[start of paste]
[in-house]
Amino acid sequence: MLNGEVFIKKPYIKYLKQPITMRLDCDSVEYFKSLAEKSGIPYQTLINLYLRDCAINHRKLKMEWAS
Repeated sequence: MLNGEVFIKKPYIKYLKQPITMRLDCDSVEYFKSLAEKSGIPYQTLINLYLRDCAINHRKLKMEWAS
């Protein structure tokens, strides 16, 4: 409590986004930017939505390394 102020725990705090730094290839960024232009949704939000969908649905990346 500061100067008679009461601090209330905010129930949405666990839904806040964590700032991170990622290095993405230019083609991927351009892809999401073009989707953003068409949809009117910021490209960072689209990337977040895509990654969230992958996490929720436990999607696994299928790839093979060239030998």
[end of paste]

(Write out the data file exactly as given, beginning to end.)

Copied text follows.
[in-house]
Amino acid sequence: MLNGEVFIKKPYIKYLKQPITMRLDCDSVEYFKSLAEKSGIPYQTLINLYLRDCAINHRKLKMEWAS
Repeated sequence: MLNGEVFIKKPYIKYLKQPITMRLDCDSVEYFKSLAEKSGIPYQTLINLYLRDCAINHRKLKMEWAS
């Protein structure tokens, strides 16, 4: 409590986004930017939505390394 102020725990705090730094290839960024232009949704939000969908649905990346 500061100067008679009461601090209330905010129930949405666990839904806040964590700032991170990622290095993405230019083609991927351009892809999401073009989707953003068409949809009117910021490209960072689209990337977040895509990654969230992958996490929720436990999607696994299928790839093979060239030998």